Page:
A walk through America to support the restaurant industry

Red Bank brothers and foodservice veterans Aiden and Louis Ardine share a passion for connecting with people, which they often did when working on Bond Street in Asbury Park.

After the stressful and pandemic summer of 2020, they quit their jobs on Bond Street – Aiden was a bartender, Louis a barback and a handyman. Last December, the brothers traveled to Las Vegas to visit their grandmother. They passed through states they had never visited, which they felt were filled with untold stories. The trip had a huge impact on them, which led Aiden to ask Louis, “Do you consider yourself walking across the country with me?

They have started planning their trip, which begins May 1, and are partnering with the Community Foundation of Catering Workers (RWCF) to raise funds for workers in industry and small businesses affected by the pandemic. Along the way, the two plan to speak with business owners from across the country, share the stories of those businesses, and encourage people to donate. Aiden and Louis plan to pay their own expenses so that all the money they raise can go to the fund.

“We will try to give a platform and a voice to small businesses and individuals,” says Aiden. As for Louis, he’s “excited to see America from a new perspective” as they chat with dozens of business owners across the country.

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Table Hopping: Tell me about your experience in the restaurant industry.
Aiden Ardine: I have been working in Asbury since I graduated from college. I thought if I’m a bartender I can move to any city or across the country, and I’ll still be able to support myself while looking for a real job in quotes. Four years later, I realized that any job that pays the bills is real work, and the bartender gave me the flexibility and the means to pursue my other interests, like writing and traveling.

Louis Ardine: I was not a bartender per se. I had worked at Bond Street before and then took a year off, but I liked this job because it was a part-time job, and you get to meet people. I learned a lot from people, it was really cool work. When Bond Street got a PPP loan, I was able to come back and do maintenance work because I am very handy and I can do carpentry. I also had another job for a roaster called Maiden Coffee Roasters which was cool as they taught me a new skill.

TH: Has walking through America been an idea in your head for a long time?
AA: We were decidedly, given our upbringing, open to such an idea. We grew up hiking with our dad who was from Maine so at a very young age he showed us this appreciation of being outdoors in nature. We’ve always made getting out, hiking and camping a priority, and we’re both runners. When I was abroad, I hiked through northern Spain called El Camino de Santiago, and spent a month hiking.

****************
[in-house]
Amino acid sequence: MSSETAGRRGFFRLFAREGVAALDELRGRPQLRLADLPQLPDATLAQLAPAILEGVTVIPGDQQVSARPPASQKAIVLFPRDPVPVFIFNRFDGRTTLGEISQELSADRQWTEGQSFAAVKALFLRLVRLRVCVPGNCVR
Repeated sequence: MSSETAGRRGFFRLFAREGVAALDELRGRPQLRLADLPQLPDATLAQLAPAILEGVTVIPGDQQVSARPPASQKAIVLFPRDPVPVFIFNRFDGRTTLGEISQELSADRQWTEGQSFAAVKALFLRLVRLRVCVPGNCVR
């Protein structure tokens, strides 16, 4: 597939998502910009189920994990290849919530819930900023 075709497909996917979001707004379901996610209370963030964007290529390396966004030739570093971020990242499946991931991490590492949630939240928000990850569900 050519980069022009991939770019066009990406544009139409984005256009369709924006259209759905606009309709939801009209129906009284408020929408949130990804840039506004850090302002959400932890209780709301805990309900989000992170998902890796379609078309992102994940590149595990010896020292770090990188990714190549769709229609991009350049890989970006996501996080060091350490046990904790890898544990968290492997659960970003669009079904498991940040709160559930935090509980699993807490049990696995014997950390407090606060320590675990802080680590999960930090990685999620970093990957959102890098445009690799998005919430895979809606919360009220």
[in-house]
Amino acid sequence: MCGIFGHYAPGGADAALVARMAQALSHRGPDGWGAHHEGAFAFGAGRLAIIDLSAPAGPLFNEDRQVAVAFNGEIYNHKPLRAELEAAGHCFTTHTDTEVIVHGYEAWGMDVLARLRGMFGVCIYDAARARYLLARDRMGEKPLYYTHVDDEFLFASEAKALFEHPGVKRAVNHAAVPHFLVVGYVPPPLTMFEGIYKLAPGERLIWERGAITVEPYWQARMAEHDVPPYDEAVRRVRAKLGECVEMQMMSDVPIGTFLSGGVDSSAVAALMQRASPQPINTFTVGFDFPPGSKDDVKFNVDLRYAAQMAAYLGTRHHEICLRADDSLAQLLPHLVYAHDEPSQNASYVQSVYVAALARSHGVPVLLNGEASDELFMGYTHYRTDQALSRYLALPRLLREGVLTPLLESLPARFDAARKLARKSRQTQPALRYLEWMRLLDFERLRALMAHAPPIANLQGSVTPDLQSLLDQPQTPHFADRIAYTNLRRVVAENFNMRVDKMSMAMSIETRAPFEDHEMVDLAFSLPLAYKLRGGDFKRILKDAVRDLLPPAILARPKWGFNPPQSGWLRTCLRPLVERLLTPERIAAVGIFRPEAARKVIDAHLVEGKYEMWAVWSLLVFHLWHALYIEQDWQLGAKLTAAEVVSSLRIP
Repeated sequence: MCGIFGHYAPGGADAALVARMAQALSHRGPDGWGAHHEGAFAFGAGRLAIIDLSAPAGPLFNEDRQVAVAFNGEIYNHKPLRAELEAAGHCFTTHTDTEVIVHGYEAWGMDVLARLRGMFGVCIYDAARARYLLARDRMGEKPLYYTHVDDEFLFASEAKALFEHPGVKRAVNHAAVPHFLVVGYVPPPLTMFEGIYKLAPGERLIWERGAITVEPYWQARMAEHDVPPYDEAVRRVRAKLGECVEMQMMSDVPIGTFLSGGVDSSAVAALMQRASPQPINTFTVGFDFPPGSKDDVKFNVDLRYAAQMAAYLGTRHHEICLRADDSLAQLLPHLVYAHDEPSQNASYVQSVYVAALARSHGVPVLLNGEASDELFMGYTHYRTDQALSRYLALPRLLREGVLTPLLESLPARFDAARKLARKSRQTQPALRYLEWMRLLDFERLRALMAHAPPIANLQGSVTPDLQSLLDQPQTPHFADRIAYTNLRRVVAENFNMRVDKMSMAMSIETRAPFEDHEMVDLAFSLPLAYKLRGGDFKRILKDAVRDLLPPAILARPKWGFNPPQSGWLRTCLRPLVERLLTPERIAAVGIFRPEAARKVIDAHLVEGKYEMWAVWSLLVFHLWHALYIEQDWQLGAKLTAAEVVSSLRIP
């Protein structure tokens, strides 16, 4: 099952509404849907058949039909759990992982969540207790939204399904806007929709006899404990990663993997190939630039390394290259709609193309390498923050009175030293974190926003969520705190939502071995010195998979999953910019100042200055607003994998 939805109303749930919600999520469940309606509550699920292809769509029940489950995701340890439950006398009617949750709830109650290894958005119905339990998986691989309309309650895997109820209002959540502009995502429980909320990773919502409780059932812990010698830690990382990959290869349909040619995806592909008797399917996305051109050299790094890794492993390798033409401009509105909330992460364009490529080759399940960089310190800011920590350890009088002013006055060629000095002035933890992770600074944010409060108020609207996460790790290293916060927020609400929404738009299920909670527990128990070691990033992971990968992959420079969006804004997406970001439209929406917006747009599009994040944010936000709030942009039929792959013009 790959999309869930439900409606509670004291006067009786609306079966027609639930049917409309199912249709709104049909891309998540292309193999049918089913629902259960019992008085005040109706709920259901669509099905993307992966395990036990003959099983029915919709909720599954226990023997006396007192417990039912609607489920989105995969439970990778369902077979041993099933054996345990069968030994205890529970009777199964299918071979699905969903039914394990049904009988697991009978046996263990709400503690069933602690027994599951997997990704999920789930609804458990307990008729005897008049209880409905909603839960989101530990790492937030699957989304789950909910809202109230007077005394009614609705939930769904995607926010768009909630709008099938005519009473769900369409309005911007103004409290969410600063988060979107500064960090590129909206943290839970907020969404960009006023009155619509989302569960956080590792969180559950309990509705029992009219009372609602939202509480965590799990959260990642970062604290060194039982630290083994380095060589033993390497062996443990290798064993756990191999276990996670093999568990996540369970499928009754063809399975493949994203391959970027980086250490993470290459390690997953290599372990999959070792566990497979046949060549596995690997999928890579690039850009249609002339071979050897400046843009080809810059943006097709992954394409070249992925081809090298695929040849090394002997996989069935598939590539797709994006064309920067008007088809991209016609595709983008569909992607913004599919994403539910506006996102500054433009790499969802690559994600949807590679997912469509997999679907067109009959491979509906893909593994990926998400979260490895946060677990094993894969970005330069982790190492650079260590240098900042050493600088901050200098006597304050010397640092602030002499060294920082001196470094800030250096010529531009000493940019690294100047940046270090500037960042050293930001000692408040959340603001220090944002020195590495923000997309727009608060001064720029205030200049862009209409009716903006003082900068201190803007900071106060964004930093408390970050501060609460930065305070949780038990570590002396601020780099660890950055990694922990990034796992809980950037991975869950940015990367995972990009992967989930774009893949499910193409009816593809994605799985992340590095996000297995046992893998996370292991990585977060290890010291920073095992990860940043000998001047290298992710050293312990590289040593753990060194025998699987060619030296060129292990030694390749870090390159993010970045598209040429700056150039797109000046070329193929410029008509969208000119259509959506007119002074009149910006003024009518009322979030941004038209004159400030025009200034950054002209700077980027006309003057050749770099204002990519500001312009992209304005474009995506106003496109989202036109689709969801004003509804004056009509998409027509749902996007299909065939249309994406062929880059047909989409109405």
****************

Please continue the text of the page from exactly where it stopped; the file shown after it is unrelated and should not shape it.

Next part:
THE: I have always liked to run. Cross-country skiing has helped me a lot to have free space and to learn about myself. I remember reading [Christopher McDougall’s] delivered Born to run, and I was thinking about how you could run across America, never take it too seriously, but it was still floating.

TH: Who will benefit from your walk?
AA: If we were to do something like this, given our track record, we wanted to help give back to our community and make it a charity. I started looking for people with Covid-19 impact towards the restaurant industry. We have found a group called Restaurant Workers Community Foundation, and 100% of the money we raise will go directly to them.

TH: What will the RWCF do with the money raised?
AA: They provide direct aid in the form of grants to individuals, as well as funds for regional nonprofits that may have a better way to distribute funds in their communities than a national organization. They are also offering small business interest free loans to businesses that have been affected by the pandemic.

TH: How are you going to market the restaurant industry along the way?
AA: We are planning to have a huge social media presence because it’s the movement of the world right now. We’re trying to connect with small businesses along the way, to tell a little bit about their story, how the pandemic has affected their business, and what they want people to know about their experiences.

TH: What are you waiting for the most?
THE: In New Jersey, we live in a bubble in terms of diversity and ideology. I think of my group of friends; we all agree on the same things, and it’s obviously a crazy time in America. I think the restaurant model and the idea of ​​breaking bread could help us learn and experience other aspects of American culture. You may disagree with someone on political matters, but you find that you actually have a lot in common outside of that. It will be super interesting and I can’t wait to learn more about it.

TH: How long is your trip going to last, and what are you going to do next?
AA: Hopefully we’ll be done by the end of September. We will be crossing the Golden Gate Bridge with our friends and family, and I guess I’ll have to start writing a book about our experience. Hopefully by this point we’ve raised more than our goal of $ 30,000 and contributed to a meaningful conversation about how the restaurant industry does business. Sharing a meal with people is one of the best and most powerful human experiences. We just want to honor that throughout our journey – I think it’s something a lot of people can relate to and relate to.

Aiden and Louis start their walk on May 1st. Follow the trip on their Instagram, Ardinesx America, and learn about the people and businesses they talk to along the way to unmutedstories.org. To show your support, make a donation at the Community Food Service Workers Foundation.

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Cecil N. Messick

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